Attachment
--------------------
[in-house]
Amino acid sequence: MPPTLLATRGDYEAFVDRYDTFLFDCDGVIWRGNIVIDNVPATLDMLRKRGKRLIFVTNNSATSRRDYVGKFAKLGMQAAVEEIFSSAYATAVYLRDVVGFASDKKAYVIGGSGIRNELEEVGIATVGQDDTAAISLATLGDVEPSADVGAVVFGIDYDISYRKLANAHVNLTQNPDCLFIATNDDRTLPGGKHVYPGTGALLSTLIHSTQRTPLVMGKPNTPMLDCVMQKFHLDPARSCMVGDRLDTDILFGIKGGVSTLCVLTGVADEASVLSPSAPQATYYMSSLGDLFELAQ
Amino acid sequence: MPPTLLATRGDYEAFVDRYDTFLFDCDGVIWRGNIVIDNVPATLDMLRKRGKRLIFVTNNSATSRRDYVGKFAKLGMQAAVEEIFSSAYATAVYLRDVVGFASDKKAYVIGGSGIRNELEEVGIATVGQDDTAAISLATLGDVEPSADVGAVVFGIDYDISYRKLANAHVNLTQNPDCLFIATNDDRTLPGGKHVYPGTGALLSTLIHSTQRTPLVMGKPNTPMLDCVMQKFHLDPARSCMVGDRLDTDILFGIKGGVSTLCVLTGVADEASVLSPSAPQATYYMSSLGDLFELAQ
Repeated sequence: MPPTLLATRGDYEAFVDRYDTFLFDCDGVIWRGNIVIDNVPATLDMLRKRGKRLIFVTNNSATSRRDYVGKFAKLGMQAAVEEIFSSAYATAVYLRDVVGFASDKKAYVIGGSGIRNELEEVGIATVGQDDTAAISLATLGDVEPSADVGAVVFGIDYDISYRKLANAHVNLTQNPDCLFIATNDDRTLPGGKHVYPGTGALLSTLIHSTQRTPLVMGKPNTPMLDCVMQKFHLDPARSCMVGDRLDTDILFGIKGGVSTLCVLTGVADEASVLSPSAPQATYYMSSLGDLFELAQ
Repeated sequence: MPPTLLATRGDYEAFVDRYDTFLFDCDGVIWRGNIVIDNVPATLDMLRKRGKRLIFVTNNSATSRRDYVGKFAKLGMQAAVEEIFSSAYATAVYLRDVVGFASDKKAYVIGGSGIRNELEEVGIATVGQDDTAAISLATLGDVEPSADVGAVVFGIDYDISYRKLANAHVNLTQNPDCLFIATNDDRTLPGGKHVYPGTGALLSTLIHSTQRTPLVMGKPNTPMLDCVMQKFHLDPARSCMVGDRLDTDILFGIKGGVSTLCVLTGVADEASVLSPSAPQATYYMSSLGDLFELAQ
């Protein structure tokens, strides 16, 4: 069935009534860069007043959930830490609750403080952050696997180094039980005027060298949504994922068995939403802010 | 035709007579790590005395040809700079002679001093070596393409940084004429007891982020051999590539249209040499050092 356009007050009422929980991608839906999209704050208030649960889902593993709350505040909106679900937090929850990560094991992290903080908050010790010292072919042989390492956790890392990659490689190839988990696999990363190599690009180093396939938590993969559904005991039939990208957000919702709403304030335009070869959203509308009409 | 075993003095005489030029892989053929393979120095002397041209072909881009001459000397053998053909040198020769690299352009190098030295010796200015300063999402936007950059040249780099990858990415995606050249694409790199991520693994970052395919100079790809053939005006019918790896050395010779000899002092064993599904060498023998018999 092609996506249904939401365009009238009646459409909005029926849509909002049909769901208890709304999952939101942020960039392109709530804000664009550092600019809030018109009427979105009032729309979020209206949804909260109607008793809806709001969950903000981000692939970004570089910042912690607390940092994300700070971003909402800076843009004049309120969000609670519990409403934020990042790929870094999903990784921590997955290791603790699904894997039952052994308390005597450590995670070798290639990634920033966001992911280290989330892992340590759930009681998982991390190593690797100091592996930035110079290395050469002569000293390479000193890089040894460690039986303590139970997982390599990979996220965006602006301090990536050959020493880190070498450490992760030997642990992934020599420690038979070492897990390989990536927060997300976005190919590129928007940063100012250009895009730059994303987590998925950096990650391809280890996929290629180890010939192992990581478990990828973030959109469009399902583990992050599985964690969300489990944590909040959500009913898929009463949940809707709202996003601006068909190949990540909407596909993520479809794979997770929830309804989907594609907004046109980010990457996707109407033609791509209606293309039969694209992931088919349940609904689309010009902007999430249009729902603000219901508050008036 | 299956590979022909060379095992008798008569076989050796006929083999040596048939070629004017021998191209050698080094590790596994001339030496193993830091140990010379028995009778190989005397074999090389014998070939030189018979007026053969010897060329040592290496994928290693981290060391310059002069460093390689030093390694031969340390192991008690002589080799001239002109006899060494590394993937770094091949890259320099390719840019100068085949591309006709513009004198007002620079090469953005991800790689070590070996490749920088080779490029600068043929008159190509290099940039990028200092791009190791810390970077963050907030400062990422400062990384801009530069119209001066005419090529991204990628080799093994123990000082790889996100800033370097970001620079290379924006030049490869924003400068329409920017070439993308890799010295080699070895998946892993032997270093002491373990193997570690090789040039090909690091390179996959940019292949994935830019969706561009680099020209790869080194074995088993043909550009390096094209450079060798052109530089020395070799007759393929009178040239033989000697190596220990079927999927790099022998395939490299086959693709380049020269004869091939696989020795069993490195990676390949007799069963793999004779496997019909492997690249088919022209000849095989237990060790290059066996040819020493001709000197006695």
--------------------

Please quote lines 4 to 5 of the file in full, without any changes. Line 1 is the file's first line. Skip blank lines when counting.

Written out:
Repeated sequence: MPPTLLATRGDYEAFVDRYDTFLFDCDGVIWRGNIVIDNVPATLDMLRKRGKRLIFVTNNSATSRRDYVGKFAKLGMQAAVEEIFSSAYATAVYLRDVVGFASDKKAYVIGGSGIRNELEEVGIATVGQDDTAAISLATLGDVEPSADVGAVVFGIDYDISYRKLANAHVNLTQNPDCLFIATNDDRTLPGGKHVYPGTGALLSTLIHSTQRTPLVMGKPNTPMLDCVMQKFHLDPARSCMVGDRLDTDILFGIKGGVSTLCVLTGVADEASVLSPSAPQATYYMSSLGDLFELAQ
Repeated sequence: MPPTLLATRGDYEAFVDRYDTFLFDCDGVIWRGNIVIDNVPATLDMLRKRGKRLIFVTNNSATSRRDYVGKFAKLGMQAAVEEIFSSAYATAVYLRDVVGFASDKKAYVIGGSGIRNELEEVGIATVGQDDTAAISLATLGDVEPSADVGAVVFGIDYDISYRKLANAHVNLTQNPDCLFIATNDDRTLPGGKHVYPGTGALLSTLIHSTQRTPLVMGKPNTPMLDCVMQKFHLDPARSCMVGDRLDTDILFGIKGGVSTLCVLTGVADEASVLSPSAPQATYYMSSLGDLFELAQ